You are well traveled being born in London to Irish parents, raised
between Connecticut and France, living in Shanghai (anywhere else I
forgot)? How has growing up in various places with such diverse
culture affected your view through the lens?
When I was growing up, I never really had a choice over where I lived. Ironically, now that I am
in control of that decision, I still feel like I can’t stop moving! While it was hard at times, the
experiences of living in different places teaches one a lot. Constantly being an outsider forces
one to be more observant and more closely notice how people fit into their surroundings and
behave- whether it’s in Shanghai, Paris, or New York.
Landscapes, city, nature, people, architecture...you photograph it all.
What is your favorite thing to shoot and why?
I don’t really have a favourite thing to shoot... although I find I am still shy taking photos of
people! But when I’m shooting, I like to capture the full picture (no pun intended!). Together the
photos come together to tell a story of a place, with each one adding more context to the next,
allowing the viewer to truly become involved in the series.
Seeing as you work with film, what’s your best way to ensure you
capture a shot?
I cross my fingers really hard !!
Do you use computers in your process? If so how? If no, why not?
I only use my computer in the last step when the negatives are scanned to a CD. I like to keep
that natural look you get from film, I find it adds an extra dimension to photos.
Where do you draw your inspiration from for your photos?
Everywhere...Luckily, I work in advertising, so visually, I’m always being challenged to look at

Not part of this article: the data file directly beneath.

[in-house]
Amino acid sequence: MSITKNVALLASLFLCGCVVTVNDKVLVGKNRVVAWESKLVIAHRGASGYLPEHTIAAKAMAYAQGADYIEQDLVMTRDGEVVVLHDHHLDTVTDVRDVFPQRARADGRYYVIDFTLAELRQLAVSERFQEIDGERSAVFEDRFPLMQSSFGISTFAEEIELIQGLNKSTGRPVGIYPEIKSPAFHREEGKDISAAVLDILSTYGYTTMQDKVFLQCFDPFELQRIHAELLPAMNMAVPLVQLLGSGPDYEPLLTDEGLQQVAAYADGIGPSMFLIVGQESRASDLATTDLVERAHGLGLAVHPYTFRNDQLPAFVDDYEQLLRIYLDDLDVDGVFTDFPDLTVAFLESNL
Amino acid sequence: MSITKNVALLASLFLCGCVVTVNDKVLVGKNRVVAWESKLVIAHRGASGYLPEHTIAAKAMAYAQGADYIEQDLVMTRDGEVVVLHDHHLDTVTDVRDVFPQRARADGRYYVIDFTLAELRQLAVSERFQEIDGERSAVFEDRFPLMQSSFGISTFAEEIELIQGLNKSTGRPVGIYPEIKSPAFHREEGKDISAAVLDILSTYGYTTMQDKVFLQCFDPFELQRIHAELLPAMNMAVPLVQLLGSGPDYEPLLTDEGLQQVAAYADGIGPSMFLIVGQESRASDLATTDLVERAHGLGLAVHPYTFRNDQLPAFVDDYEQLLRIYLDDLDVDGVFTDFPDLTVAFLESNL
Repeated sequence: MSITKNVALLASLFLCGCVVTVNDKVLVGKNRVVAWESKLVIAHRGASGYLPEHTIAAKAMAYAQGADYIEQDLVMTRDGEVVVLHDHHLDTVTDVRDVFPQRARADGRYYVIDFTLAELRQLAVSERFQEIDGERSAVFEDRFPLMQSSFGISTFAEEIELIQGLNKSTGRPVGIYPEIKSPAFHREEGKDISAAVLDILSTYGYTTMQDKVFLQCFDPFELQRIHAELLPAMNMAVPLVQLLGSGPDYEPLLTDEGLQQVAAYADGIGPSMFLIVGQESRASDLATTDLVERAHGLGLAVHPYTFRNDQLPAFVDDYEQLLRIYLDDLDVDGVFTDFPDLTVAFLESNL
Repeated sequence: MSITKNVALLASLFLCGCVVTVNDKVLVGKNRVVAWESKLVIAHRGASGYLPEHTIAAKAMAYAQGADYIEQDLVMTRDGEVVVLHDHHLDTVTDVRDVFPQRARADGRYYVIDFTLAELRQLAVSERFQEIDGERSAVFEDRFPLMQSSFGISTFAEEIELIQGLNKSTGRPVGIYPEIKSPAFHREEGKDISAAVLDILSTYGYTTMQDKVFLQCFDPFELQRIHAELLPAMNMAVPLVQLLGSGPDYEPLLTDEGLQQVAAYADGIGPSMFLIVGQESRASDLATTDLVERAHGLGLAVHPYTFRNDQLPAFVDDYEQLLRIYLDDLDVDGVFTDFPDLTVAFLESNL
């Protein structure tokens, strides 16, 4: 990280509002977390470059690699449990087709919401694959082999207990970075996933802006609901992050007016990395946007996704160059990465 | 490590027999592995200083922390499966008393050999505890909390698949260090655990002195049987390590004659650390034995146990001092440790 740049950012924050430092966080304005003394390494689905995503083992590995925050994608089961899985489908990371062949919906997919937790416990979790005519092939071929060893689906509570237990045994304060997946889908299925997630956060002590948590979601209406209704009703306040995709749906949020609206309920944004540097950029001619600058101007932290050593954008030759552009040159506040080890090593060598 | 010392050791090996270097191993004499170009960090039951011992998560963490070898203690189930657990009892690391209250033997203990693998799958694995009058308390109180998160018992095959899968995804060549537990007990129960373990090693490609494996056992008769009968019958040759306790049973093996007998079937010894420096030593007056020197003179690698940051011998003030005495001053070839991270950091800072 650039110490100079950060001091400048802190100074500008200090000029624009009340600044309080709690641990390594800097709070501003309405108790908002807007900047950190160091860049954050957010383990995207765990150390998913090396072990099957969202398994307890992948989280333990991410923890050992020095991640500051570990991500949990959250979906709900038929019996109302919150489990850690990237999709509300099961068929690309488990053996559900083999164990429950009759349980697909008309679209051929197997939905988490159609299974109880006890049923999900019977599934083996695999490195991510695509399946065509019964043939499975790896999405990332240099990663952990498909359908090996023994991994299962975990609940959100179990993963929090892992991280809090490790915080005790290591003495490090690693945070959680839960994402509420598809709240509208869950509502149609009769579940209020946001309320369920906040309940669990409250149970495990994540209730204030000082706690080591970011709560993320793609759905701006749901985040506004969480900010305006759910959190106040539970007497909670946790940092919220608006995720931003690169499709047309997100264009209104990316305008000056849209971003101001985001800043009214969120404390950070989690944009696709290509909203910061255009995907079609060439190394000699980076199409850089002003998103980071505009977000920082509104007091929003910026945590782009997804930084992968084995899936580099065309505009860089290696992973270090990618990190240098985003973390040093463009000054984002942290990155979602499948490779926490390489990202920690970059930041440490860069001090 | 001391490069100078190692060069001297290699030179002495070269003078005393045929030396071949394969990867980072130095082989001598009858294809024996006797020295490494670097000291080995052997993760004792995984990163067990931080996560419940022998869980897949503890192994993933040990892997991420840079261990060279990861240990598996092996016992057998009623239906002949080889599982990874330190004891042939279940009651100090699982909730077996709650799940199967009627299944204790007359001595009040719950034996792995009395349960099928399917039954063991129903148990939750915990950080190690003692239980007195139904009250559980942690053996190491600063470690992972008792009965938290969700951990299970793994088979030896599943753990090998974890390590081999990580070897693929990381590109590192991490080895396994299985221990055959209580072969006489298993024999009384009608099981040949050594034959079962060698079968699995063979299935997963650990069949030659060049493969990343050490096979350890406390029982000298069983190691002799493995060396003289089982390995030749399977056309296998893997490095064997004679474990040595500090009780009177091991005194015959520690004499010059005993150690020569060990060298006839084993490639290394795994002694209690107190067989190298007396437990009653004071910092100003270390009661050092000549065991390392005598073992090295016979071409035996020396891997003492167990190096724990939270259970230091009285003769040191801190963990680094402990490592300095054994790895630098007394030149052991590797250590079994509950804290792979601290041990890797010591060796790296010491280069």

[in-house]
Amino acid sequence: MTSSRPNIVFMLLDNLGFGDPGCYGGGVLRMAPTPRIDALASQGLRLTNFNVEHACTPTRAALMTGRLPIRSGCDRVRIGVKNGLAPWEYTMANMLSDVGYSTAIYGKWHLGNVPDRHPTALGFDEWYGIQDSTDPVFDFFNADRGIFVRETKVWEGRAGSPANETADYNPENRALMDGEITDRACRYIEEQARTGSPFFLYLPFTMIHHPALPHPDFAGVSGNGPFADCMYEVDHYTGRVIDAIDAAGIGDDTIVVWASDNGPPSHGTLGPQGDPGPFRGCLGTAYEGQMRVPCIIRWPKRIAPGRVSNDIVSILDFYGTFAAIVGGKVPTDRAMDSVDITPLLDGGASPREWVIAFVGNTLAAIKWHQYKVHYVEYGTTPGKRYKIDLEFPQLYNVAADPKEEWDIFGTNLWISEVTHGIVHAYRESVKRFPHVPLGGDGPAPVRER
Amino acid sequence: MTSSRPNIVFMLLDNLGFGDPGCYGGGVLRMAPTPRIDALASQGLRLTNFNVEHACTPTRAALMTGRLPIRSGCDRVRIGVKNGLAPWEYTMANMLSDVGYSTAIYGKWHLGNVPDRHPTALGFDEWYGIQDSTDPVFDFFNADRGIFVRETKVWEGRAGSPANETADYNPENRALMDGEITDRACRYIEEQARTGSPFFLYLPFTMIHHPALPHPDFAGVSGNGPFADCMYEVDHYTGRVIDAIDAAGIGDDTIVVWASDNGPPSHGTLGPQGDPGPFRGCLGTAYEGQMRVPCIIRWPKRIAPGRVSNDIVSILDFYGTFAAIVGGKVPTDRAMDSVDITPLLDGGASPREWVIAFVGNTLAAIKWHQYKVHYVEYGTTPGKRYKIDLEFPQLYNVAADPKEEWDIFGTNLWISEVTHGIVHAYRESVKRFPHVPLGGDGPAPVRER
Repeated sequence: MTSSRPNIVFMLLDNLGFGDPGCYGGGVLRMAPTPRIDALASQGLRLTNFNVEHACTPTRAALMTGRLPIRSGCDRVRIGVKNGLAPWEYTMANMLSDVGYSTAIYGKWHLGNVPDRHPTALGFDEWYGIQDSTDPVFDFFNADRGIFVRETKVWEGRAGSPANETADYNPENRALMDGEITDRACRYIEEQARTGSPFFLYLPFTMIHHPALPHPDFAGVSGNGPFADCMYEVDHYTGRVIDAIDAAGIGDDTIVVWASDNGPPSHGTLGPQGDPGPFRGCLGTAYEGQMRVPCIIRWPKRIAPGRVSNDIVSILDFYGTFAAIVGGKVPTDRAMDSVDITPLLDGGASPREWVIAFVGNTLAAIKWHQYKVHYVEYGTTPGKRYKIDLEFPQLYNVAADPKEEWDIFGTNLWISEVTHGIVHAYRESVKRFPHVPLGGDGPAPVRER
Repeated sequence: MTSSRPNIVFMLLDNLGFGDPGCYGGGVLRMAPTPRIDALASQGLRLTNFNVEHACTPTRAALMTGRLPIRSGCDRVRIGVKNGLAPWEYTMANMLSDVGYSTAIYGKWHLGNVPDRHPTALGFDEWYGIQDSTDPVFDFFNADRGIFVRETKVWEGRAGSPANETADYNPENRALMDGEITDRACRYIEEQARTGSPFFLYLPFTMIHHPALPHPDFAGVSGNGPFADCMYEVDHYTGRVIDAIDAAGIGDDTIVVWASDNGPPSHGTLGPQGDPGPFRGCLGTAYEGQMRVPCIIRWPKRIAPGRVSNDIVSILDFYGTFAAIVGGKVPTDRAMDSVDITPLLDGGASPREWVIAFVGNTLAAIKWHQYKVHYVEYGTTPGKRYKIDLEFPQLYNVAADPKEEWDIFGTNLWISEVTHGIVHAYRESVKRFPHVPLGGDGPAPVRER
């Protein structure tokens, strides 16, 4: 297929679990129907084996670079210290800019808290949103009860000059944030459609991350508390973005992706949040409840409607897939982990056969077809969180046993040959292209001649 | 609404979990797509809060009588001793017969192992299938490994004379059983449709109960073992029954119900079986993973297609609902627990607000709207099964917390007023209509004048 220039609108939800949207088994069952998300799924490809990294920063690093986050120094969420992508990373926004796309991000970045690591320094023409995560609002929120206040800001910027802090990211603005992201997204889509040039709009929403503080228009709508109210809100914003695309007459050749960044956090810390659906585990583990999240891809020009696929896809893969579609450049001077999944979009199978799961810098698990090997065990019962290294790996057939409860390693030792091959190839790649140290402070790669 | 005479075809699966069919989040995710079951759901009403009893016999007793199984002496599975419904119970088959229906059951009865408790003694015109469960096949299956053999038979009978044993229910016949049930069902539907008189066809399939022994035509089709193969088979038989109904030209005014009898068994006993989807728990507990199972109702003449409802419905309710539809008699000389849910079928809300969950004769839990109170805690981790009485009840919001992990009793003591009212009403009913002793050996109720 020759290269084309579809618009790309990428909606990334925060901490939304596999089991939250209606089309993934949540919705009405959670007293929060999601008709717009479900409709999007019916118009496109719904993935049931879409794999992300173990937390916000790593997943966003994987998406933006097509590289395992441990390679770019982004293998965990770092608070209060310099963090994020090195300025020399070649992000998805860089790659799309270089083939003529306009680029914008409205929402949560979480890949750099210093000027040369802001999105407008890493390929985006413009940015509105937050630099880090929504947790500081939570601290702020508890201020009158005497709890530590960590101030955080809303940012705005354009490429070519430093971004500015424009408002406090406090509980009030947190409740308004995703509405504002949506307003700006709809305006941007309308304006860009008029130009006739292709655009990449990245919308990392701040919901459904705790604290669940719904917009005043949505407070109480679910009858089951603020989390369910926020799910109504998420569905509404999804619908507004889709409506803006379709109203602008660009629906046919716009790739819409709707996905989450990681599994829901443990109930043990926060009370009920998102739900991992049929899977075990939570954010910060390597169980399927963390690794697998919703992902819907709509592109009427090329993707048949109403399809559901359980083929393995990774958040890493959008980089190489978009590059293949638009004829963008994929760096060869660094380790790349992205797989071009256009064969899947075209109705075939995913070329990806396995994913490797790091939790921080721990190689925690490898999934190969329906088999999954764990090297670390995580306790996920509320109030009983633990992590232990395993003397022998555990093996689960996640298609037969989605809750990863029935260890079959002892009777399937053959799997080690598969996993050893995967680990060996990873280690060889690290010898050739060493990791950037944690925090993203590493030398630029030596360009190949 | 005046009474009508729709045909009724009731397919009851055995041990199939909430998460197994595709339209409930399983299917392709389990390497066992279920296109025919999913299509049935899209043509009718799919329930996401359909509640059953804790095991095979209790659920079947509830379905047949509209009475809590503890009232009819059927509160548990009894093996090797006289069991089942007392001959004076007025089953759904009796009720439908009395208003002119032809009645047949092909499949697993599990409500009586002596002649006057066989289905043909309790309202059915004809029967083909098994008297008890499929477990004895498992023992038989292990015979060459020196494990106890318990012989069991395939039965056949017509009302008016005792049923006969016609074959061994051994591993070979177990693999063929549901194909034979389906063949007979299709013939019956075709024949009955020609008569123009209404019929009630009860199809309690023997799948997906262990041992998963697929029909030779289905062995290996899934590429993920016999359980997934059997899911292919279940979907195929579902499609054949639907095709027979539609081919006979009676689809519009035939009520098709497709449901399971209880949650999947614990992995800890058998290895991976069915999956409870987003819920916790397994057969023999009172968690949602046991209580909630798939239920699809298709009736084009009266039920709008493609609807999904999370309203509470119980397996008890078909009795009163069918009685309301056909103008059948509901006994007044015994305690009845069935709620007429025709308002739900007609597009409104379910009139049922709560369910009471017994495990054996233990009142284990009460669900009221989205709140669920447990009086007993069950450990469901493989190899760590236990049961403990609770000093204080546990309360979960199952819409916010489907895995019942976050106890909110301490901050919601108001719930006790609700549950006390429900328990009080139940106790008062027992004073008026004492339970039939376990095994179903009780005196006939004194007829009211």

things through a new lens. But otherwise- just about everywhere !
What is your dream travel destination and what do you desire to shoot
I’ve got two places on my list for 2015: Iceland and Jordan. While they’re two drastically
different places, one being a volcanic island in the North Atlantic Ocean, and the other an Arabic
Kingdom, they both strike me as really interesting places to shoot: both because of the nature and
because of the culture.
If you could photograph anyone dead or alive who would it be and
what would it look like?
Hm..there are just so many people ! I think maybe I would prefer a moment in history before the
days of cameras? Perhaps a hotly contested moment...Ah, I don’t know, it would be a tough
If you had one superpower, what would it be?
I’d love to be able to teleport...then, I wouldn’t have to just choose one place to live in! And it
would mean I’d have an endless stream of inspiration from all the different places I’d get to visit.
What is your dream project?
Of all the photos I’ve seen...there’s one that always sticks with me, it’s one by Annie Leibovitz
with bloody imprints on the wall left by Tutsi children. In this photo she was able to portray so
much more than what we typically see in the news. I would love the chance to get to cover some
war zones, to portray the human side of it - but I suppose, that’s a whole other ball game isn’t it!